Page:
Those toner particles which have not reached the electrostatic latent imag will be attracted, the next moment, to another electrode to be returned to the developing roll 8, without being scattered out of the apparatus.
The method of toner supply is not limited to the methods used in the first and second embodiments. For example, the toner may be separately fed onto the developing roll 8 by the magnetic brush process or cascade process using the two-component developing agent, as in the prior art apparatuses. According to these processes, the toner supplied is pre-charged. Therefore, these processes may suitably be applied to an improvement of the developing system of the first embodiment which uses low toner charging efficiency, as described in connection with FIG. 3.
The developing roll 8 need not always be cylindrical and may, for example, by belt-shaped. Instead of being linear, moreover, each of the microelectrodes 8n may be spiral. Alternatively, the microelectrodes may be formed into minute projections arranged at regular intervals of several microns to several tens of microns so that the flying capability and dispersibility of the toner are improved. The bias voltage applied between the microelectrodes 8n is not limited to a DC voltage. Theoretically, the same effect can no doubt be obtained with use of an AC voltage for that purpose, as long as phase control is executed properly.
In the foregoing embodiments, the toner is an insulator. If the toner is of lower resistance, however, injection of charges from an electrode into the toner is easier. Thus, the toner always has the same polarity as the electrode, and enjoys as easy condition to fly. Hereupon, it is generally known that a low-resistance toner has a problem related to image transfer form the drum. However, the low-resistance toner may be avaiable if a pressure transfer process is used.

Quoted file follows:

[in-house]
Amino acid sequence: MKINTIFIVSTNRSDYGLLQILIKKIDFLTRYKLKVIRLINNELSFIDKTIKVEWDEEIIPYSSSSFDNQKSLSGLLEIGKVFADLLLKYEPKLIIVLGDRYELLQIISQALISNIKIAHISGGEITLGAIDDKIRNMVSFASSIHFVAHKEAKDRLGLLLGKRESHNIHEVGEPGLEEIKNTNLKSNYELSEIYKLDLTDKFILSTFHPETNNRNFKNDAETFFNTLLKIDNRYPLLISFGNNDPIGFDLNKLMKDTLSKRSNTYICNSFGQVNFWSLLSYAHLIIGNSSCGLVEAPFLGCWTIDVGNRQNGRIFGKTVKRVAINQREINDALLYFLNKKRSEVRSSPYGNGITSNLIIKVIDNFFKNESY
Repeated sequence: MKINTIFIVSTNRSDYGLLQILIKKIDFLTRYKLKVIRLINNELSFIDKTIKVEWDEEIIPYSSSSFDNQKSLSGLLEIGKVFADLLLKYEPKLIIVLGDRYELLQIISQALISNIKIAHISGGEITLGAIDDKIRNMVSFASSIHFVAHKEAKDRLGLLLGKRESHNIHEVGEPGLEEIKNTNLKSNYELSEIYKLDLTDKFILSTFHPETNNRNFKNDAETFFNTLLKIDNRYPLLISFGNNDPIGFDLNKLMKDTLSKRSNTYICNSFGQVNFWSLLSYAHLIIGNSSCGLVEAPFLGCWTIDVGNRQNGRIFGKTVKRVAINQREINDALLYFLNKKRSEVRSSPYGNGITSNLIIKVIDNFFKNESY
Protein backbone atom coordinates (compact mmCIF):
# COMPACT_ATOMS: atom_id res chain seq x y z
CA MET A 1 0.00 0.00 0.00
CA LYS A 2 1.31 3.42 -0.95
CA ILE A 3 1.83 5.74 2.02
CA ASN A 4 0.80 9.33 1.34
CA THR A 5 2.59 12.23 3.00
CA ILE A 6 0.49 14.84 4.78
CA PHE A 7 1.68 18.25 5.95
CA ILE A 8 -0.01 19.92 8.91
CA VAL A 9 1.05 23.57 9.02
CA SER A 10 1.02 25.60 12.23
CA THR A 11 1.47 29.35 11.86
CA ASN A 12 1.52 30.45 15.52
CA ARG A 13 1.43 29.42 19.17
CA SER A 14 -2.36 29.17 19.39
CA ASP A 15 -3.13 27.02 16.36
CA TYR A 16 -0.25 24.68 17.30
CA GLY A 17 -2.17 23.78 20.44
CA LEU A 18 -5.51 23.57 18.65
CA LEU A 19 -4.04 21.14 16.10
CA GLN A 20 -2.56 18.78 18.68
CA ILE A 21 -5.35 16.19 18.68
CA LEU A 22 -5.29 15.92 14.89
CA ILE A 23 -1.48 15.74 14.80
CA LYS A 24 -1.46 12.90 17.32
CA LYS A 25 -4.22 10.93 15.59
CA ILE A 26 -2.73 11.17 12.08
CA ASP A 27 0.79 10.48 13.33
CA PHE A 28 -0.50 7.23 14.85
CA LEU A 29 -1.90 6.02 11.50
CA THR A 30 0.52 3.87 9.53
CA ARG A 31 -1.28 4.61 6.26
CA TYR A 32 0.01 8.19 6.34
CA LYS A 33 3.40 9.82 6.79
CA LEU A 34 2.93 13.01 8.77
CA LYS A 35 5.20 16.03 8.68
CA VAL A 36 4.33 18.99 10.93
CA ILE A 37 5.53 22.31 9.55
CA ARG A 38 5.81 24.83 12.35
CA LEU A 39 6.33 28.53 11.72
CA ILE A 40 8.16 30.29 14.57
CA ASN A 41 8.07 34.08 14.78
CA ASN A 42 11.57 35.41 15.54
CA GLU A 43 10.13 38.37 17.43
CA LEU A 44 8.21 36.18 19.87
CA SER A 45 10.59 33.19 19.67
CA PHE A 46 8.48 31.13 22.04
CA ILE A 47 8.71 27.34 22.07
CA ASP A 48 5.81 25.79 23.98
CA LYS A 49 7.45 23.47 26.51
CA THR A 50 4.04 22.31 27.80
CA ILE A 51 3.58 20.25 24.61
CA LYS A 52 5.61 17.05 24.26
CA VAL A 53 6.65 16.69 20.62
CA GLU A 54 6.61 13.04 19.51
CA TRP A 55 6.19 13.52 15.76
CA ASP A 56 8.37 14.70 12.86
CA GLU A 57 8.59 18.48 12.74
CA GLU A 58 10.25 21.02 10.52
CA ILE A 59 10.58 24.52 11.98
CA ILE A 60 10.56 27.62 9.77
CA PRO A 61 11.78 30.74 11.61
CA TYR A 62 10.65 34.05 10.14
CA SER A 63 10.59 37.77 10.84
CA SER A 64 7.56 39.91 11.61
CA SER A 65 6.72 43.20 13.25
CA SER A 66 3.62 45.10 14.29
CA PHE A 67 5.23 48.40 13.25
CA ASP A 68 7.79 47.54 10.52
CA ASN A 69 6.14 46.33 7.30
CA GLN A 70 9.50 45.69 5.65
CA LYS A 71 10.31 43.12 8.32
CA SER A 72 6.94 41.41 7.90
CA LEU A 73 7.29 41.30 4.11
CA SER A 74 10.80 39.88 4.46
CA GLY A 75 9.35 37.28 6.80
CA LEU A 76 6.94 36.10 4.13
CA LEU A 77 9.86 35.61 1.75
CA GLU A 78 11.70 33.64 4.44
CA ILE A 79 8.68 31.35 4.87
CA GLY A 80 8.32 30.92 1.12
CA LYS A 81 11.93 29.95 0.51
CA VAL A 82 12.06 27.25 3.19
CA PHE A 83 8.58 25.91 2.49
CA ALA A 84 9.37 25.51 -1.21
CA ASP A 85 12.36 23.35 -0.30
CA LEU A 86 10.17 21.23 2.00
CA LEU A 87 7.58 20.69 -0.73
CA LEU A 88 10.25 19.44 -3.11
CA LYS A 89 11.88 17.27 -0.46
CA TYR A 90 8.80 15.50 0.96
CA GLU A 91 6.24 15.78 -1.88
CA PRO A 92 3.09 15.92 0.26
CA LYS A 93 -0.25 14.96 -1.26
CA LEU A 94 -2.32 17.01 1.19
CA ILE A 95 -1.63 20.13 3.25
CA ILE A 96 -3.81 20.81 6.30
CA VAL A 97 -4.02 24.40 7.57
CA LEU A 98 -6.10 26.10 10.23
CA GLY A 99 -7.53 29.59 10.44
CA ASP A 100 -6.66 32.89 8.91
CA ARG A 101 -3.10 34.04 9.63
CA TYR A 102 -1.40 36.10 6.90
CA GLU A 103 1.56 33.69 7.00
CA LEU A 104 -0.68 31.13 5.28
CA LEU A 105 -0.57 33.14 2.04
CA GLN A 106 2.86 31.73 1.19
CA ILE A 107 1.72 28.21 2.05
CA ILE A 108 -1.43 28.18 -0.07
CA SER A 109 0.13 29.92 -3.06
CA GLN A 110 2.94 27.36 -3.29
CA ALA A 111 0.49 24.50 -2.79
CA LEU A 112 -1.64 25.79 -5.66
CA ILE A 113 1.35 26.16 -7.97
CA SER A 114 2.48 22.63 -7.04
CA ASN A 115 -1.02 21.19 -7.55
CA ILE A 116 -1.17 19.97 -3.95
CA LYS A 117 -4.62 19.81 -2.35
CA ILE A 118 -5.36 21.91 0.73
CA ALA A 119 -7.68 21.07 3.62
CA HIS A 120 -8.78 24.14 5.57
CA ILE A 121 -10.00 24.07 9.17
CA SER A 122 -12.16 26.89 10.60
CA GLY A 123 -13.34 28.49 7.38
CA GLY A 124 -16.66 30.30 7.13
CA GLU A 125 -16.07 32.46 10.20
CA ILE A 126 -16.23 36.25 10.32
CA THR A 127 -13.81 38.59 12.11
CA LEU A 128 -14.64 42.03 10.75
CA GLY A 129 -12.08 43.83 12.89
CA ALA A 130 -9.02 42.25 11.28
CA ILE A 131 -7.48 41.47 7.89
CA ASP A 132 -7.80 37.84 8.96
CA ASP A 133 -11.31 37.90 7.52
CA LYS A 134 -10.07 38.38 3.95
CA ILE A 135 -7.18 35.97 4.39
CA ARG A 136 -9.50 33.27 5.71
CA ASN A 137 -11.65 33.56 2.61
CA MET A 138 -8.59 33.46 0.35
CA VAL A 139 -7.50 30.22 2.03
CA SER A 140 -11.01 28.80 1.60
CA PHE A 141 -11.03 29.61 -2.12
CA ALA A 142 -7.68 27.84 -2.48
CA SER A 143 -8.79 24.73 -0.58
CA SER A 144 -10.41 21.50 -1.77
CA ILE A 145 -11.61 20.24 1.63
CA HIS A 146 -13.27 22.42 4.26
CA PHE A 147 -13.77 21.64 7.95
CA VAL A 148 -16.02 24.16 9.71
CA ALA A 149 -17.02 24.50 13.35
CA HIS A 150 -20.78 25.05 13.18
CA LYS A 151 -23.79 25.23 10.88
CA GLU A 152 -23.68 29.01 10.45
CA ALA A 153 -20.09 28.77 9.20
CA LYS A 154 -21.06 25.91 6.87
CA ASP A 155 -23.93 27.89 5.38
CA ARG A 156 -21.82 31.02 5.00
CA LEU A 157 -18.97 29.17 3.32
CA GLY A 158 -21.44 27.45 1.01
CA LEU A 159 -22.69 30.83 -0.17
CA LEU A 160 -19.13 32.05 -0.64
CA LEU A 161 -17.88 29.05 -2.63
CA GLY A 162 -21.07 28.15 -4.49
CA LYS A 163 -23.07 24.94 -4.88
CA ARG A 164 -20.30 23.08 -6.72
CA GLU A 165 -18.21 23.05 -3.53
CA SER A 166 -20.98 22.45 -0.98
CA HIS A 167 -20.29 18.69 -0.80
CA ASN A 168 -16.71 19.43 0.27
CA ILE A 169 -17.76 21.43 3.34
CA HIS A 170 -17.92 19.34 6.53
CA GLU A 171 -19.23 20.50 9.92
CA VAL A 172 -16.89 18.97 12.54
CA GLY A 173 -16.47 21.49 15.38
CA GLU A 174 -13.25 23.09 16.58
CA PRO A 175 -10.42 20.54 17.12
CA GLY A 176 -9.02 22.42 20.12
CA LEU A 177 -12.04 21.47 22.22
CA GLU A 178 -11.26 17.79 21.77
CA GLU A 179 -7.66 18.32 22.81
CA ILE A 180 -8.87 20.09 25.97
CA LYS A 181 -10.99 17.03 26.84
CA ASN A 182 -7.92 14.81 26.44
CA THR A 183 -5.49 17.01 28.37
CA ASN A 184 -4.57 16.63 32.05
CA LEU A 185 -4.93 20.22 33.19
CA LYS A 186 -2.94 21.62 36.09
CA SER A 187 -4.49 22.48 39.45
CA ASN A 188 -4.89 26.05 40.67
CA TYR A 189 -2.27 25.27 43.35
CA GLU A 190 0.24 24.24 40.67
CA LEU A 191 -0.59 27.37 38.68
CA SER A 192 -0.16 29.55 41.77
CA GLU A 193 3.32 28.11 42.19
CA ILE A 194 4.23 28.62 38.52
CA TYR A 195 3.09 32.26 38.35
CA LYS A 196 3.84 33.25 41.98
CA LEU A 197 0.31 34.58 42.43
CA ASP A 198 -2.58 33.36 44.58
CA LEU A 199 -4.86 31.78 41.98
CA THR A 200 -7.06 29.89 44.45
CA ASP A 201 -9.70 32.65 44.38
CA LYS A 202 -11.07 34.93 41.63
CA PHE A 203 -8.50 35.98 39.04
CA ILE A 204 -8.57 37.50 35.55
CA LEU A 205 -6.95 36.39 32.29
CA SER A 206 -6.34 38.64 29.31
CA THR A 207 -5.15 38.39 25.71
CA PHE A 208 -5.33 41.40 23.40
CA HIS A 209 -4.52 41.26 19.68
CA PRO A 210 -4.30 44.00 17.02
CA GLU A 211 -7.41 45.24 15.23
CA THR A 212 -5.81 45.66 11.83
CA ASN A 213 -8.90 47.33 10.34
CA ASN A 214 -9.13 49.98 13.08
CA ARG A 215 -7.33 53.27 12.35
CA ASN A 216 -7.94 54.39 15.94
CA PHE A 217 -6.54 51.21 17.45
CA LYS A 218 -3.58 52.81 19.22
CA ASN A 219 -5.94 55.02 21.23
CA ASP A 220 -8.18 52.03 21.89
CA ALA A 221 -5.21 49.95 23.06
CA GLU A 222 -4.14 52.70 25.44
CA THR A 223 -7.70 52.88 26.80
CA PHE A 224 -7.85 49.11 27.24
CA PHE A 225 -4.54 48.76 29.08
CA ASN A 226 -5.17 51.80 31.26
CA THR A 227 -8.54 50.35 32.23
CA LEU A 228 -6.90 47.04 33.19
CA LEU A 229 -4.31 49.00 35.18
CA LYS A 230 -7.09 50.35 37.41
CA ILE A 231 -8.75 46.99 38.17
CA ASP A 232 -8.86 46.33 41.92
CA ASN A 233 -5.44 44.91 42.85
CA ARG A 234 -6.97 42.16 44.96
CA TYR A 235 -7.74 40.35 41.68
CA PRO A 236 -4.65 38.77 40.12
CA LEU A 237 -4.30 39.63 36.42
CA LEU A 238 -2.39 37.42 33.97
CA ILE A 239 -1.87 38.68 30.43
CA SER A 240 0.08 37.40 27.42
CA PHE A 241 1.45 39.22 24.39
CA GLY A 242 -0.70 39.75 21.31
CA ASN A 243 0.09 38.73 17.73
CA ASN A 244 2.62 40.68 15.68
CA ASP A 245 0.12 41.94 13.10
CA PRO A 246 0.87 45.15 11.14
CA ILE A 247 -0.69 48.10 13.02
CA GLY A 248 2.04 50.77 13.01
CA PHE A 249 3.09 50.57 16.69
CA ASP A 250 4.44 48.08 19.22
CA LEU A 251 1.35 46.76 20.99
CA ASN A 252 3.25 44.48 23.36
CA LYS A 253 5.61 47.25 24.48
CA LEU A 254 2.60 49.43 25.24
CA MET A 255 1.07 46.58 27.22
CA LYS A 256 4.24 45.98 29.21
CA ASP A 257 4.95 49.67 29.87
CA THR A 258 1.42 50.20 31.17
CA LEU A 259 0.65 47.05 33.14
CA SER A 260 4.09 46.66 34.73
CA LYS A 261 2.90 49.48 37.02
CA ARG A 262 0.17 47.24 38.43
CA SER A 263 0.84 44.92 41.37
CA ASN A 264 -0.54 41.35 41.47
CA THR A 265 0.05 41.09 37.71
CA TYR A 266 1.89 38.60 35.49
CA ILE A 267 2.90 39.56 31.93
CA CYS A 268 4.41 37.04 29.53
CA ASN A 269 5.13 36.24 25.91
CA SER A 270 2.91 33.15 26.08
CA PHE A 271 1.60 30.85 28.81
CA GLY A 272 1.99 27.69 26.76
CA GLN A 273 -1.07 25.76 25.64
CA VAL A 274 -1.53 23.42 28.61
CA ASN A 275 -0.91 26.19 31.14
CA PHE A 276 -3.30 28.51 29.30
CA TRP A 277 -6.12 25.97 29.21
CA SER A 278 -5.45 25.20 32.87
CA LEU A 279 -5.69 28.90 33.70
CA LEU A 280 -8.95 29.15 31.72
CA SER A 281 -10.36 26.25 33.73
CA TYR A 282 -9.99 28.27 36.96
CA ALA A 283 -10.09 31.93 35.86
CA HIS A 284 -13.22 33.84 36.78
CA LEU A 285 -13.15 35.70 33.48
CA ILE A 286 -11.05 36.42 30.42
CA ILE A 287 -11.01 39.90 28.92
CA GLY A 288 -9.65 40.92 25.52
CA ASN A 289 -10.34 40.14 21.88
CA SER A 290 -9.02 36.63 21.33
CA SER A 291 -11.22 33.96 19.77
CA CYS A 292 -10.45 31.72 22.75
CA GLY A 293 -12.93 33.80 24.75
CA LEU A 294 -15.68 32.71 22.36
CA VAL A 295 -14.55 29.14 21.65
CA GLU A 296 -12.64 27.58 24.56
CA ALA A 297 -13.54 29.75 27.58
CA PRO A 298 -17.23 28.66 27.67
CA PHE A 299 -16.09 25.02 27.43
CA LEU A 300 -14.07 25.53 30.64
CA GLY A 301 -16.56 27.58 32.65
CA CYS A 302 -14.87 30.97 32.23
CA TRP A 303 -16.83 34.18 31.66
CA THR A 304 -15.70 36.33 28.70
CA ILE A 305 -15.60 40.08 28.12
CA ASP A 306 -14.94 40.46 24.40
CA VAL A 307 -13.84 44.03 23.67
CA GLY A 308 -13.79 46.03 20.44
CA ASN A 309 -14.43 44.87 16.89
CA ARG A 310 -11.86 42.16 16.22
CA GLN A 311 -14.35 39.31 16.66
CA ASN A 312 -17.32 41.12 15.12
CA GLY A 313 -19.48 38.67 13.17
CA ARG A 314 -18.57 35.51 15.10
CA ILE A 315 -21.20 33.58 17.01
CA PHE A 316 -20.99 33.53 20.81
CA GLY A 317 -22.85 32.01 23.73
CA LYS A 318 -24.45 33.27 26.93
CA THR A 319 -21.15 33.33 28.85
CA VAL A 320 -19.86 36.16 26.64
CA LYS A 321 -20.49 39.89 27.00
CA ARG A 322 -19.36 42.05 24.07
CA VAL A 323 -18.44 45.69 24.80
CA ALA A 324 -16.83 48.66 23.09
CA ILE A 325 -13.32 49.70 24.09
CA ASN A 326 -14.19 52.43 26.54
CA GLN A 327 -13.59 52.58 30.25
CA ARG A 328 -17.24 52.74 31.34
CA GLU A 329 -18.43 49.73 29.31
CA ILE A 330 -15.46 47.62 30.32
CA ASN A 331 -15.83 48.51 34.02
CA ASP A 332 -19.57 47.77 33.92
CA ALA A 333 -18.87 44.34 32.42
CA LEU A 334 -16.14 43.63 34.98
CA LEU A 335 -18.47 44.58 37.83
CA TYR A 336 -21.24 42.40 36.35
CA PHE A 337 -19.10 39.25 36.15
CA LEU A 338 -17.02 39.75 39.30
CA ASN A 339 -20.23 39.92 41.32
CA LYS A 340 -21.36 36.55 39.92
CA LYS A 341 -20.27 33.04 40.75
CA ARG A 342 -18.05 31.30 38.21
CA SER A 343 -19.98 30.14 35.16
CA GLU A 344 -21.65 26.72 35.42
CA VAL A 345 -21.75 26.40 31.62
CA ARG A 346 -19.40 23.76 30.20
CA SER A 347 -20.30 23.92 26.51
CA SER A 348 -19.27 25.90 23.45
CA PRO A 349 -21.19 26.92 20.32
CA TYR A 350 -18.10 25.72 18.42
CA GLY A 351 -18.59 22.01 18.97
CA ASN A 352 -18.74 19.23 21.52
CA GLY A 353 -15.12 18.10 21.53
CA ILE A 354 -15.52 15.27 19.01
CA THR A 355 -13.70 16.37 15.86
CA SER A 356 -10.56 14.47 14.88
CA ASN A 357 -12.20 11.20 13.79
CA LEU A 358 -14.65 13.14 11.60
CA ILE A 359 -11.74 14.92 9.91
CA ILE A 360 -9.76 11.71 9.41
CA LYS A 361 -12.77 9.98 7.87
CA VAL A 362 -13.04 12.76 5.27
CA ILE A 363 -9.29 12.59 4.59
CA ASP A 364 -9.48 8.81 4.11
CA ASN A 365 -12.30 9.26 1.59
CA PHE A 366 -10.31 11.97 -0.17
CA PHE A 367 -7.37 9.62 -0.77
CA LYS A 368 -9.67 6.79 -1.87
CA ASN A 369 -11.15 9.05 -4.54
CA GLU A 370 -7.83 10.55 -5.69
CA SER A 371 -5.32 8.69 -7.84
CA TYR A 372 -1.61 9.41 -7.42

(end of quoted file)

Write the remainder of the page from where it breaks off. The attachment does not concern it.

The combination of the polarity of the toner and that of the bias voltage to be applied between the microelectrocdes 8n is not limited to the combination used in the aforementioned embodiments. It is naturally possible to apply the voltage of such a value as to prevent fog or increase the magnitude of the electric field between the toner and the drum, thereby accelerating the flight of the toner as required. A means for providing a potential difference between the microelectrodes 8n is essential to the formation of a spontaneous smoky layer of the toner 2. Thus, the bias voltage may additionally be biased positively or negatively without departing from the scope of the present invention. Accordingly, various objects may be achieved by effecting modifications, such as first and second modifications of the first embodiment of FIG. 5, as shown in FIGS. 11 and 12.